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Ancona ( ; from ) is a city and a seaport in the Marche, a region of central Italymarker, population 101,909 (2005). Ancona is situated on the Adriatic Seamarker and is the center of the province of Ancona and the capital of the region.

The city is located 280 km northeast of Romemarker and 200 km southeast of Bolognamarker.

The town is finely situated on and between the slopes of the two extremities of the promontory of Monte Coneromarker, Monte Astagno, occupied by the citadel, and Monte Guasco, on which the Duomo stands (150 m). The latter, dedicated to St Judas Cyriacus, is said to occupy the site of a temple of Venus, who is mentioned by Catullus and Juvenal as the tutelary deity of the place.


Ancona was founded by settlers from Syracusemarker about 387 BC, who gave it its name: Ancona is a very slightly modified transliteration of the Greek Αγκων, meaning "elbow"; the harbor to the east of the town was originally protected only by the promontory on the north, shaped like an elbow. Greek merchants established a Tyrian purple factory here. In Roman times it kept its own coinage with the punning device of the bent arm holding a palm branch, and the head of Aphrodite on the reverse, and continued the use of the Greek language.

When it became a Roman colony is doubtful. It was occupied as a naval station in the Illyrian War of 178 BC. Julius Caesar took possession of it immediately after crossing the Rubicon. Its harbour was of considerable importance in imperial times, as the nearest to Dalmatia, and was enlarged by Trajan, who constructed the north quay with his Syrian architect Apollodorus of Damascus. At the beginning of it stands the marble triumphal archmarker with a single archway, and without bas-reliefs, erected in his honour in 115 by the senate and people.

After the fall of the Western Roman Empire, Ancona was successively attacked by the Goths, Lombards and Saracens, but recovered its strength and importance. It was one of the cities of the Pentapolis under the exarchate of Ravennamarker, an administrative unit of the Byzantine Empire. With the Carolingian conquest of northern Italy, it became the capital of the Marca di Ancona, whence the name of the modern region. After 1000 Ancona became increasingly independent, eventually turning into an important maritime republic (together with Gaetamarker, Tranimarker and Ragusamarker, it is one of those not appearing on the Italian naval flag), often clashing against the nearby power of Venicemarker. An oligarchic republic, Ancona was ruled by six Elders, elected by the three terzieri into which the city was divided: S. Pietro, Porto and Capodimonte. It had a coin of its own, the agontano, and a series of laws known as Statuti del mare e del Terzenale and Statuti della Dogana. Ancona was usually allied with Ragusa and the Byzantine Empire. In 1137, 1167 and 1174 it was strong enough to push back imperial forces. Anconitan ships took part in the Crusades, and their navigators included Cyriac of Ancona. In the struggle between the Popes and the Emperors that troubled Italy from the 12th century onwards, Ancona sided with the Guelph.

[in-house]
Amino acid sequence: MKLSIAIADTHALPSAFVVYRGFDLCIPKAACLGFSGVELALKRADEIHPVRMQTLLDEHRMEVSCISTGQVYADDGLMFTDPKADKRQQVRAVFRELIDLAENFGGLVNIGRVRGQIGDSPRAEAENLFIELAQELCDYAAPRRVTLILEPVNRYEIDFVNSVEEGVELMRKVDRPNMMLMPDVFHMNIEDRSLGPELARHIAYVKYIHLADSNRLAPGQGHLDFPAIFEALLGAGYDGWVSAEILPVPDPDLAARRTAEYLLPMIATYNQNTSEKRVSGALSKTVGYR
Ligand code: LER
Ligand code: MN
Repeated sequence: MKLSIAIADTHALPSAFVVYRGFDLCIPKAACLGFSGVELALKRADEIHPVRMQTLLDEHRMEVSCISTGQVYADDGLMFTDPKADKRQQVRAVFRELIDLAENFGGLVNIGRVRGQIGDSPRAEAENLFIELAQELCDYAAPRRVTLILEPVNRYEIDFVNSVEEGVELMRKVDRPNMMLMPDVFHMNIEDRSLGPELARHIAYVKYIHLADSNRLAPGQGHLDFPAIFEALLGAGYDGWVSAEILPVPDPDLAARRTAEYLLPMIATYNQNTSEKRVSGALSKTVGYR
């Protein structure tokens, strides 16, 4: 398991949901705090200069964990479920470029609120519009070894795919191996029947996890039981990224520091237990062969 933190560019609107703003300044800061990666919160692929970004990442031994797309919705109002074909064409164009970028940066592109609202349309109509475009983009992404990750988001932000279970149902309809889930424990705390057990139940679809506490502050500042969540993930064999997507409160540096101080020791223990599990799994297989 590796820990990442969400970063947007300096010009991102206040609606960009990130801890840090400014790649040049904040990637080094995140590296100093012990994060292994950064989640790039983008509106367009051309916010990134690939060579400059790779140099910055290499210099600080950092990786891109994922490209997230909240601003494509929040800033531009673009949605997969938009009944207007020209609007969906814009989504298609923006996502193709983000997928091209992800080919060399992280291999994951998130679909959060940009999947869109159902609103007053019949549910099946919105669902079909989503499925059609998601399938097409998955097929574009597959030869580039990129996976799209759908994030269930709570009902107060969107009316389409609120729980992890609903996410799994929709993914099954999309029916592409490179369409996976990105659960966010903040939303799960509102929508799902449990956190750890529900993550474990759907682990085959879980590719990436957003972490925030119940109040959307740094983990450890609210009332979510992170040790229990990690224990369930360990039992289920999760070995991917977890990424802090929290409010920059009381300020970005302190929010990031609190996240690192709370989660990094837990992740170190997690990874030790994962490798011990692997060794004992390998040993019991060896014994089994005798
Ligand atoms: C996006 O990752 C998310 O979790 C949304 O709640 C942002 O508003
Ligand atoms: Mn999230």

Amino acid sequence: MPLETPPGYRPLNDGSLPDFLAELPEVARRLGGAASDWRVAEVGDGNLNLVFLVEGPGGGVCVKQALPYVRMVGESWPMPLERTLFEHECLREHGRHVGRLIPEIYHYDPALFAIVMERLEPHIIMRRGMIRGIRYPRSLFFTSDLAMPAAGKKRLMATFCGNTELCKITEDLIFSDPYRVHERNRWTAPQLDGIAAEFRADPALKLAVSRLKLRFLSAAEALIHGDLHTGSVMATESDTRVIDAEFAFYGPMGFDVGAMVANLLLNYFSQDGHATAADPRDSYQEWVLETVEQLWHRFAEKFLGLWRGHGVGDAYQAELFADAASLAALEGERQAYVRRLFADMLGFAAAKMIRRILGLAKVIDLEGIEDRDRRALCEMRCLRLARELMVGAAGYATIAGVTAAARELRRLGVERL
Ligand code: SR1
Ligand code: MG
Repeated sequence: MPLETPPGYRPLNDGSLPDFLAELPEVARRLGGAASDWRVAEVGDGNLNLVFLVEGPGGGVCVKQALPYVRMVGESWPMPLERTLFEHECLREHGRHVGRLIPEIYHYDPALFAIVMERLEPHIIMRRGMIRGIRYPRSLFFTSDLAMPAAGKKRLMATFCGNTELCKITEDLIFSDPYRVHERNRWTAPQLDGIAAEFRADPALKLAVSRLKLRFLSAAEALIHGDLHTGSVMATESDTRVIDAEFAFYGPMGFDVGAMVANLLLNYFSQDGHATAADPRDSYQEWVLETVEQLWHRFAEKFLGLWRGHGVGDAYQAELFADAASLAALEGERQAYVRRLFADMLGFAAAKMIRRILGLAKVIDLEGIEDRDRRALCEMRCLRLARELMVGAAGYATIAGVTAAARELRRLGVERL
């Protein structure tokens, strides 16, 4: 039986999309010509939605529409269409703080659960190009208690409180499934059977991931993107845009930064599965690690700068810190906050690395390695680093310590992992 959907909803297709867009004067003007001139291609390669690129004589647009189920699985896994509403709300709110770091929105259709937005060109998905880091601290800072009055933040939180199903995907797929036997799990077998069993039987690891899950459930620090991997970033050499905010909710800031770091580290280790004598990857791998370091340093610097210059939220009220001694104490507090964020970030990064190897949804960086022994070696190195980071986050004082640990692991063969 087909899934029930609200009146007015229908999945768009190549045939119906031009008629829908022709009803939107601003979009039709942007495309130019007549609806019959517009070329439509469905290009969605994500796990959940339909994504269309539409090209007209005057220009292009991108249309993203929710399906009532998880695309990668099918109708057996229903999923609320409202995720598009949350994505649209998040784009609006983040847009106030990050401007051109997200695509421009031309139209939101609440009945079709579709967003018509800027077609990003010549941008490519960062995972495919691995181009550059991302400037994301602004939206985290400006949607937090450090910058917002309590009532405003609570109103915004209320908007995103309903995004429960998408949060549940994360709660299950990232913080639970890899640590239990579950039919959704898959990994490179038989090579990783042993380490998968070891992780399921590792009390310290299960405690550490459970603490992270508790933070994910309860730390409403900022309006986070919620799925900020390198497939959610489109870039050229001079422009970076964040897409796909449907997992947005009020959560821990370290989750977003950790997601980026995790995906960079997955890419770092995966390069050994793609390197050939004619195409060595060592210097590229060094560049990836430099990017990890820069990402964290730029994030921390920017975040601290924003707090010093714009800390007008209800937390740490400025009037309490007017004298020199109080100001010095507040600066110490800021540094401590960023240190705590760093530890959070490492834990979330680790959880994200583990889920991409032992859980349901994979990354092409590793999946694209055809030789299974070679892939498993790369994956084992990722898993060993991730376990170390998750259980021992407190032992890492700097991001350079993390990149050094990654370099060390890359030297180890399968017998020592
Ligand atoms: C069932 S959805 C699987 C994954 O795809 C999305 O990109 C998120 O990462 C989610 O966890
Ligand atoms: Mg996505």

The Cathedral of San Ciriaco
Differently from other cities of northern Italy, Ancona never became a seignory. The sole exception was the rule of the Malatesta, who took the city in 1348 taking advantage of the black death and of a fire that had destroyed many of its important buildings. The Malatesta were ousted in 1383. In 1532 it definitively lost its freedom and became part of the Papal Statesmarker, under Pope Clement VII. Symbol of the papal authority was the massive Citadel. Together with Rome and Avignonmarker, Ancona was the sole city in the Papal States in which the Jews were allowed to stay after 1569, living in the ghetto built after 1555.

Pope Clement XII extended the quay, and an inferior imitation of Trajan's arch was set up; he also erected a Lazaretto at the south end of the harbor, Luigi Vanvitelli being the architect-in-chief. The southern quay was built in 1880, and the harbour was protected by forts on the heights.
The Vanvitelli's Lazzaretto
From 1797 onwards, when the French took it, it frequently appears in history as an important fortress, until Christophe Léon Louis Juchault de Lamoricière surrendered here on 29 September 1860, eleven days after his defeat at Castelfidardomarker.

The portal of the church of San Francesco

During World War II, in July 1944, the city was taken by the Polish II Corps as part of an Allied operation to gain access to a seaport closer to the Gothic Line in order to shorten their lines of communication for the advance into northern Italy.